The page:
To improve memory, I use a simple acronym, “SAVER.”
The “S” refers to seeing the image in the mind’s eye.
“A” refers to associating the image to some action.
“V” refers to being vivid. The more colorful and clearly defined the image, the easier recall will be.
“E” refers to exaggerate. The more extraordinary the better!
“R” refers to reviewing the image periodically. Reviewing assists long-term retention.
Visualization should be encouraged regularly. It is a simple technique to improve performance in reading comprehension, vocabulary development, and other areas. Most important, because imaging increases comprehension and recall—two of the most tested skills in schooling—it gives students considerable confidence and faith in themselves.
Take every opportunity to simplify the written word so that information can be created in a picture or experience. One way to do this is to convey information in story form. When we use this approach, we help create meaning and improve retention for the listener. Stories are retained longer than facts because they create visual images. Images touch emotions because they arouse sensations, which are remembered longer than facts.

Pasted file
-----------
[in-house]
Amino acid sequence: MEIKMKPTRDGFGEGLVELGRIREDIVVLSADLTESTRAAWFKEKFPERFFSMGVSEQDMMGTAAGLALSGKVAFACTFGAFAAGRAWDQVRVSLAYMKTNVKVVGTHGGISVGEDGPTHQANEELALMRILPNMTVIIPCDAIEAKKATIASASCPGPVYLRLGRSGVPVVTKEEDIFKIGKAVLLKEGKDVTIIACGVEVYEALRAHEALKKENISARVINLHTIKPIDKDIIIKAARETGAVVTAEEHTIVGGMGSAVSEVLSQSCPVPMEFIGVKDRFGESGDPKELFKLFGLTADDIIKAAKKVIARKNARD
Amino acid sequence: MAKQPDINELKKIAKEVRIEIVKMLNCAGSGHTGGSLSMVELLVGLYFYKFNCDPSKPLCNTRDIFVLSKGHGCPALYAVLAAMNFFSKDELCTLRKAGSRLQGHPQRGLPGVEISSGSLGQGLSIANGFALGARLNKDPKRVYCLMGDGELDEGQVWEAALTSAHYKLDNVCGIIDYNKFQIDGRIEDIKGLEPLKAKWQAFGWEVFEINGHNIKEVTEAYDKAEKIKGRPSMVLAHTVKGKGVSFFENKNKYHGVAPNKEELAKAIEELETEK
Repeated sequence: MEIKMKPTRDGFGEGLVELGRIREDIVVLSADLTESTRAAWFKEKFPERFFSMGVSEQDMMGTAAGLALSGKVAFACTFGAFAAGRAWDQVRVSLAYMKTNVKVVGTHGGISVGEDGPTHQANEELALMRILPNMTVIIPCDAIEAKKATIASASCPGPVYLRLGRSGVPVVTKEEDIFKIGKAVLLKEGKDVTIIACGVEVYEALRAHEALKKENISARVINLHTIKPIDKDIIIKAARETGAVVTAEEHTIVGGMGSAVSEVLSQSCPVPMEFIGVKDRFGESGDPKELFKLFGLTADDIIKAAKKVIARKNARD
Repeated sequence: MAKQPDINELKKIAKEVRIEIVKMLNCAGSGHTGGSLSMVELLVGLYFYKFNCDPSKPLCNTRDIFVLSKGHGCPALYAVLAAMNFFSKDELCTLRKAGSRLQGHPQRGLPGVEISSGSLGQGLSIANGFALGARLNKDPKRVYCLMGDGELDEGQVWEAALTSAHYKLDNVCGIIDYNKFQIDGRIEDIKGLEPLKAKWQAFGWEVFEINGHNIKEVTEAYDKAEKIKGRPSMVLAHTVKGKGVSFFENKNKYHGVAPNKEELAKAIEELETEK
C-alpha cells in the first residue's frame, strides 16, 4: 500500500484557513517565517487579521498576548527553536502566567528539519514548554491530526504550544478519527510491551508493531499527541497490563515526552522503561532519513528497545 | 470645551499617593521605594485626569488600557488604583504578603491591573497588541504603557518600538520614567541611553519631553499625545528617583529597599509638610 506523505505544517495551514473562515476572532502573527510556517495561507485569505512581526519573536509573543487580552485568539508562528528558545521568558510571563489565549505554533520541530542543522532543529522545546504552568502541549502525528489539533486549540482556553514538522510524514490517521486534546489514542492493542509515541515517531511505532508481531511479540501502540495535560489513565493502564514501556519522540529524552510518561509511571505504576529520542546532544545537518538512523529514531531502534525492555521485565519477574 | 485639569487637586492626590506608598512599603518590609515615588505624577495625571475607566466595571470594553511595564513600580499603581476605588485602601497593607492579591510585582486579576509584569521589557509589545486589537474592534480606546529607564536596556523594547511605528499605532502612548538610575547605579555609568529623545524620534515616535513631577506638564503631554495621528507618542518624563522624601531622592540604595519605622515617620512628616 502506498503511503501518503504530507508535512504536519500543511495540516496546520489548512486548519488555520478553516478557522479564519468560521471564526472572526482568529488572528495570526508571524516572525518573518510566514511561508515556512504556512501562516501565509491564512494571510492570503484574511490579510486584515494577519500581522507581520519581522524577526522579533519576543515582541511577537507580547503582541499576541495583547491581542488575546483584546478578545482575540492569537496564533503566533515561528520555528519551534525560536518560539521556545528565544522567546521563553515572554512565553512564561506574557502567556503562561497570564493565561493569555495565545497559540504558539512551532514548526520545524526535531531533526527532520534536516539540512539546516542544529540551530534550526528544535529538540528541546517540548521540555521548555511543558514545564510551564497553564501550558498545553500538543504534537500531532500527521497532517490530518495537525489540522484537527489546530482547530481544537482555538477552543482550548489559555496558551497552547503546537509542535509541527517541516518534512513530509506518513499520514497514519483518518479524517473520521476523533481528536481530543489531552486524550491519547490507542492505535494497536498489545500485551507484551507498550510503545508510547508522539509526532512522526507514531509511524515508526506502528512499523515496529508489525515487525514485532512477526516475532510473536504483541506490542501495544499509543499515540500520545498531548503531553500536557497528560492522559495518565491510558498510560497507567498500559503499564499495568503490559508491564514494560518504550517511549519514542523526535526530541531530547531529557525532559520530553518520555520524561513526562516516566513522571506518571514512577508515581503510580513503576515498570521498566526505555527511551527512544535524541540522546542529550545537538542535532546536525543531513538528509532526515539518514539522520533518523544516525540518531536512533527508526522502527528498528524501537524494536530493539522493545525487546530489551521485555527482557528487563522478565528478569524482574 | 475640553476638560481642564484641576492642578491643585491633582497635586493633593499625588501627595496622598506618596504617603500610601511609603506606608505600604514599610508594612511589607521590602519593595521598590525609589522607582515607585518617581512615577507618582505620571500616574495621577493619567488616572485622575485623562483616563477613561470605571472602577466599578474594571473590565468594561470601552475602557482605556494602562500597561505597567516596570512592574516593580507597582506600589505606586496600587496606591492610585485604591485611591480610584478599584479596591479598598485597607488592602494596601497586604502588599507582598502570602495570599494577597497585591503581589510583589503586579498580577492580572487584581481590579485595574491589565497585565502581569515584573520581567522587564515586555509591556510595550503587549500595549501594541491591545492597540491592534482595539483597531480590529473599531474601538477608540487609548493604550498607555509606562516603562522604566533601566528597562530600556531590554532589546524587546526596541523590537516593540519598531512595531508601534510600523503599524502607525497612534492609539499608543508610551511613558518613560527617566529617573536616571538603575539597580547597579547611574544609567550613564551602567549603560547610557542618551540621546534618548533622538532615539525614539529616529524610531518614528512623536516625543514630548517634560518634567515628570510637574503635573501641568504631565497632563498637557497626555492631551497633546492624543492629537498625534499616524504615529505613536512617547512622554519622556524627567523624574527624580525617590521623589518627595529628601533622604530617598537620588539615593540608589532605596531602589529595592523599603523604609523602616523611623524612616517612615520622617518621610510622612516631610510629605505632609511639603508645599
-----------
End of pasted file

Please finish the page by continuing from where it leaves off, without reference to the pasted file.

When the history teacher was asked the secret for making the subject so interesting and students so enthused, the response was, “I can tell you in two words: Tell stories.”
An old storyteller’s tale makes the point:
TRUTH walked around naked, and everyone shunned him.
STORY walked around in colored clothes, and everyone liked him.
TRUTH inquired of STORY, “What is it that you do that people like you?”
STORY lent TRUTH some colorful garb and interesting clothing.
Everyone began liking TRUTH.
The more we share approaches to have students remember, the more successful they will be and the more effort they will put into their learning.